A crackdown on illegal immigration and hefty farm subsidies are the top issues at a meeting of European Union foreign ministers in Luxembourg Monday. The 15 nation bloc is under heavy immigration pressure and farm payments take up a huge part of the EU budget.
The European Union wants countries that provide illegal immigrants to improve their border controls, to crack down on human trafficking, and to be more willing to take back their nationals through readmission agreements.
Britain has suggested that EU aid be cut to those countries that do not comply. But critics say this approach would be counterproductive, and would only anger other key partners. Some EU diplomats say countries of origin should be offered better trade conditions in return for their cooperation.
Pressure for immigration reform in Europe has been increasing with the recent rise in support for right-wing, anti-immigration politicians in Italy, Austria, France, Denmark and the Netherlands. It is estimated that about a half-million illegal immigrants enter the European Union every year, along with almost 400,000 asylum seekers.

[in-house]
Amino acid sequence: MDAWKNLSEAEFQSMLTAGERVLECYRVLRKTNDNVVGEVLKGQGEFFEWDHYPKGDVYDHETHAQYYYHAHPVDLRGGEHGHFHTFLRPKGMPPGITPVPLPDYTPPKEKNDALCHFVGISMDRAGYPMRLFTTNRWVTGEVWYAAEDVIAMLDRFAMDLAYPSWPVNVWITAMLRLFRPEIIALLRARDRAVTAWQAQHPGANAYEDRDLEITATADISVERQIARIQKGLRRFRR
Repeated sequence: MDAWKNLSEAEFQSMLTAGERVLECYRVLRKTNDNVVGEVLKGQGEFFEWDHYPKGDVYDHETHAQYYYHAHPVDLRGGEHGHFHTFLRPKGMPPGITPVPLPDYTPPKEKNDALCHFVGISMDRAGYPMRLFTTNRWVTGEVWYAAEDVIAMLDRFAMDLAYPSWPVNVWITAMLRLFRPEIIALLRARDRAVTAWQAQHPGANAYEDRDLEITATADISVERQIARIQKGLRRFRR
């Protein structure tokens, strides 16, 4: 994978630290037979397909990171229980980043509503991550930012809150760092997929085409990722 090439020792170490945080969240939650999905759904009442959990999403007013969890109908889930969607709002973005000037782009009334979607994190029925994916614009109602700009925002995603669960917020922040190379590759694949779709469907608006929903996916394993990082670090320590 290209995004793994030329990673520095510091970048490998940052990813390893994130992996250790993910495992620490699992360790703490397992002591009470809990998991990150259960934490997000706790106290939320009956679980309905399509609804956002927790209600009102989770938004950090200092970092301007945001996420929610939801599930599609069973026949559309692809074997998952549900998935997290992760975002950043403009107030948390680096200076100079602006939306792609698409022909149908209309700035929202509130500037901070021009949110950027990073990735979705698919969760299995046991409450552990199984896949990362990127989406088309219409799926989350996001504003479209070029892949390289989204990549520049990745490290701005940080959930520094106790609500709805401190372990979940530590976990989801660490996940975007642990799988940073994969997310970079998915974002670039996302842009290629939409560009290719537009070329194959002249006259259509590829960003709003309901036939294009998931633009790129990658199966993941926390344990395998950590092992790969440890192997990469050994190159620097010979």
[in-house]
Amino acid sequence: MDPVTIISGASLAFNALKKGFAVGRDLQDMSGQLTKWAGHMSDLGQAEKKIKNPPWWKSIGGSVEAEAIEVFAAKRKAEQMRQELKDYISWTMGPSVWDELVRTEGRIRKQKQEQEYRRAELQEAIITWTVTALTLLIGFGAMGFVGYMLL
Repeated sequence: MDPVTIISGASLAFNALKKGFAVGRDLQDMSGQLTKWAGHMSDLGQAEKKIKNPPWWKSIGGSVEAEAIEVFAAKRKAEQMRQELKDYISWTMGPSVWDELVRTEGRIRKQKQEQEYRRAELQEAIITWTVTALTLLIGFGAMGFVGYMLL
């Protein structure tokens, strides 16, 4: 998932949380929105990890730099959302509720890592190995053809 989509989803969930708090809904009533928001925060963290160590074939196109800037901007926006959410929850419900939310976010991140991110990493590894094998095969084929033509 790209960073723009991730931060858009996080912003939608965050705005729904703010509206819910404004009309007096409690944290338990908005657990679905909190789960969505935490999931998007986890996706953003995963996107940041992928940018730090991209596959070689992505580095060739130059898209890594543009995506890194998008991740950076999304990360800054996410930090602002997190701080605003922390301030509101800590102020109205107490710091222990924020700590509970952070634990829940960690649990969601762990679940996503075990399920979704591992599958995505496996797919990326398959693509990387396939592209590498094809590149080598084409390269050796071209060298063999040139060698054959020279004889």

The Luxembourg talks will also try to defuse a dispute that could delay the European Union's planned enlargement, with up to 10 nations in eastern and southern Europe hoping to join in two years. At issue is whether farmers in the candidate countries should receive the same large subsidies given to current EU members.
Farm subsidies already take up an enormous part of the EU budget and some member countries, such as Germany, are against extending the program to new members. The European Union is trying to reduce farm subsidies, and some members say payments for new countries will make this reform even more difficult.
But EU countires that benefit from farm subsidies, led by France, say they should be extended to newcomers. The foreign ministers would like to resolve the dispute before the EU summit in Seville, Spain, later this week. But analysts say an agreement Monday is not likely.